Updating your Google+ Local profile requires just a few steps. The first step is to define the main product or service line that you offer, e.g., furniture company in Scottsdale, Arizona. With this, compile the following information about your business: brief description, photos, place of business (physical address), and link to the business website. You will enter all of these details about your business before submitting your Google+ Local listing. You will also be given the option to select categories that are relevant to your business so that Google can better determine when to display your listing to search engine users. Once you have filled out the basic information requested by the local search directories, you should also update the rest of the information on the form such as service area, payment options, operating hours, and videos.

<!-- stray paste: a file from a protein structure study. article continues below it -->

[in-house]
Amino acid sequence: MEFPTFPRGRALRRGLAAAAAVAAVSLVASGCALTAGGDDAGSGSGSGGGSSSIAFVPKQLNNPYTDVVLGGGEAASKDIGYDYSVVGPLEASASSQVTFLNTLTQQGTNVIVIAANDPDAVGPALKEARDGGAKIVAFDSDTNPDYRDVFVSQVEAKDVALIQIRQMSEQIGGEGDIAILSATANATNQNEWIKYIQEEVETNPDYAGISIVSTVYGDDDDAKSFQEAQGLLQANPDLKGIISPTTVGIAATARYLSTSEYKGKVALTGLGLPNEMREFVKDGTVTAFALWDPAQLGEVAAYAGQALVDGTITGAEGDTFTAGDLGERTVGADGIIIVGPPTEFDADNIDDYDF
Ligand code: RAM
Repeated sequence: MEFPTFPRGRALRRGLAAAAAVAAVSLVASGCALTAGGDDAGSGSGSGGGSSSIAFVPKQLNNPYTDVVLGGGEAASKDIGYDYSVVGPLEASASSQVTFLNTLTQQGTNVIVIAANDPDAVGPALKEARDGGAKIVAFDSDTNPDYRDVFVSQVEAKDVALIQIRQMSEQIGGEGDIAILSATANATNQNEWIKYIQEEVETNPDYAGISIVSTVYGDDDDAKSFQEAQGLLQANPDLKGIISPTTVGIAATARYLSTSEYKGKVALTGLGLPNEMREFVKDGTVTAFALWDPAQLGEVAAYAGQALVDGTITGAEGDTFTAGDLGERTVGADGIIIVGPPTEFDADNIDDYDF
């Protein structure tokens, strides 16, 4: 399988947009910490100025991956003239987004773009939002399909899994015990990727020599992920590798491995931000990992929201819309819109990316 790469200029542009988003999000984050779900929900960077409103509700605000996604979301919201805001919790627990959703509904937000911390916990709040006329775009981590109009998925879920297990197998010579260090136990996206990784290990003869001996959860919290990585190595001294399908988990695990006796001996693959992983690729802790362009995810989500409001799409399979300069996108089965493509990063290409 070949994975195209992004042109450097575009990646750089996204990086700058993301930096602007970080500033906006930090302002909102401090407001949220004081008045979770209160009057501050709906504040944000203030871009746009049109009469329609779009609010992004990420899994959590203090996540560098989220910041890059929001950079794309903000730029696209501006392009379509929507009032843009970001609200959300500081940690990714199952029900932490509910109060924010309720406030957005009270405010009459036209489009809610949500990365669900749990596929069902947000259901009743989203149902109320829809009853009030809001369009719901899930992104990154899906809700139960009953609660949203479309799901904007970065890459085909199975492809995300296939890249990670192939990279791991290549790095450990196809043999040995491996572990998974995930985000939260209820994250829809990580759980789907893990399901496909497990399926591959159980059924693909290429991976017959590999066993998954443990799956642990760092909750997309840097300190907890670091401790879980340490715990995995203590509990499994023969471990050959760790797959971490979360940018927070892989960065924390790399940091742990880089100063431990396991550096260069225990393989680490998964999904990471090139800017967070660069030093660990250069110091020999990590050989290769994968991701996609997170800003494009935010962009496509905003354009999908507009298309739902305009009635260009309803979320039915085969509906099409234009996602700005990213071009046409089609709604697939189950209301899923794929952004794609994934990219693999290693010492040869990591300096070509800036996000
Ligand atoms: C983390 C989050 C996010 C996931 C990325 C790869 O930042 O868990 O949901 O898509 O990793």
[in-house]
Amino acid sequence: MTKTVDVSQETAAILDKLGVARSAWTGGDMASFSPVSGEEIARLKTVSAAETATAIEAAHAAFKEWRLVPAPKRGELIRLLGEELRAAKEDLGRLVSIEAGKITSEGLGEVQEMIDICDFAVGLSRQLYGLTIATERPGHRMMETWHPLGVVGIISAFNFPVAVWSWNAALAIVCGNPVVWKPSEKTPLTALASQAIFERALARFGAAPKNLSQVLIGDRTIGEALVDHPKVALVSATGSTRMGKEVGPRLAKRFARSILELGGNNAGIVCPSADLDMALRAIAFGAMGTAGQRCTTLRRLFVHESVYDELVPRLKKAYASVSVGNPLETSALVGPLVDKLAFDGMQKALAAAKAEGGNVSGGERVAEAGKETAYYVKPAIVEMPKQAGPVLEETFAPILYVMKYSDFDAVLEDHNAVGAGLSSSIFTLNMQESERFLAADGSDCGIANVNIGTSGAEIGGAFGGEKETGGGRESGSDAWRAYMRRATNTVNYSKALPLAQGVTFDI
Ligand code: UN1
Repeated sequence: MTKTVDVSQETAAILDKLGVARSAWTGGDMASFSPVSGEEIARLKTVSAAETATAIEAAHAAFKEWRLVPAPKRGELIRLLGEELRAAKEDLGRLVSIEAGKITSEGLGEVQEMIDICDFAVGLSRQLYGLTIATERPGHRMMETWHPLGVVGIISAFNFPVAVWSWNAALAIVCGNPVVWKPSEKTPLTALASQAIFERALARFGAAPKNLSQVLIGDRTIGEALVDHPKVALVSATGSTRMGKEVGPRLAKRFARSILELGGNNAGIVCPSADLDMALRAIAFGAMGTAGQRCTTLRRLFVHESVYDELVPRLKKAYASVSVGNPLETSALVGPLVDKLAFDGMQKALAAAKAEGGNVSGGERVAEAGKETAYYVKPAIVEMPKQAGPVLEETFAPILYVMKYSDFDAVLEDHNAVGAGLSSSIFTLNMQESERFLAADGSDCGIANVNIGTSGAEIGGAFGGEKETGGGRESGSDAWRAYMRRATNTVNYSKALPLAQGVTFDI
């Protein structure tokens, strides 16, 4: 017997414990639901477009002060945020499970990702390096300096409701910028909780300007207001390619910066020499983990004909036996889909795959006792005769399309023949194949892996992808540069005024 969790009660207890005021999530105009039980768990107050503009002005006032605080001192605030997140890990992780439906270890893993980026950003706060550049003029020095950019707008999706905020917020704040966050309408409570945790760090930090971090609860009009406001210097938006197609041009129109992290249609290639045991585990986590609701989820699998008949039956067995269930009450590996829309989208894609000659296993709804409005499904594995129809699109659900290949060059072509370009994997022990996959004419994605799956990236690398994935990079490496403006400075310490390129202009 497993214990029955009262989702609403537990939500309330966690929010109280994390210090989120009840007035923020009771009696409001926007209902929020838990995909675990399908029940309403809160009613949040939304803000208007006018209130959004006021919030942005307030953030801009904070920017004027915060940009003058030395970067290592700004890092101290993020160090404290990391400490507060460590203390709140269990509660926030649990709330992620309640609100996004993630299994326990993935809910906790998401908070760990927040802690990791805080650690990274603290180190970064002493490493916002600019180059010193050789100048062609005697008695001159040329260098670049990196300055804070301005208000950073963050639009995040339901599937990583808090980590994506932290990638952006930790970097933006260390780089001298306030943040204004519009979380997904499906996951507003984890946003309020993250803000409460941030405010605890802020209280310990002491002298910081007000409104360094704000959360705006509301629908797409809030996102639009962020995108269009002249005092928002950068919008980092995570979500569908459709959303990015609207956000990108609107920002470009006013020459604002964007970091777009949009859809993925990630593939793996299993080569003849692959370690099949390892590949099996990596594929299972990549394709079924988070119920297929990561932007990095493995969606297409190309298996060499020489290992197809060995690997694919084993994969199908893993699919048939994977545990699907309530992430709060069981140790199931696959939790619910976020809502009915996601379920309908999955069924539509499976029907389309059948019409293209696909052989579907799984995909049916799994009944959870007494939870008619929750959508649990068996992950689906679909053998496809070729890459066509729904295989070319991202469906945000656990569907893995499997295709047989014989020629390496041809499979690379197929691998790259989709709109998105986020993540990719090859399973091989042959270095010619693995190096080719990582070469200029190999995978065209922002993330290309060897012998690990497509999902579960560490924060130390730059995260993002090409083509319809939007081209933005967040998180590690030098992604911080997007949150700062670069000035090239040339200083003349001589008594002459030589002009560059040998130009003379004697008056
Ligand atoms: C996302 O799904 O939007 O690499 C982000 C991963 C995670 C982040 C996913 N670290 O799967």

If this is the first time you have filled out a Google+ Local listing or your address has changed, you will also need to authorize your address. After you submit your information, Google will mail you a postcard with additional instructions. Once the postcard arrives after about two weeks, complete the steps listed on the postcard to finalize your Google local search directory listing.

Claiming and Updating Other Local Directory Listings

In addition to Google, there are several other local search directories such as Yelp, Yahoo, Merchant Circle, Angie’s List, Bing, etc. that you should submit your directory listing. Be sure to use the same information that you used in your Google listing so that all of the information aligns across online directories. Consistency will help you maintain quality and will improve your local search rankings.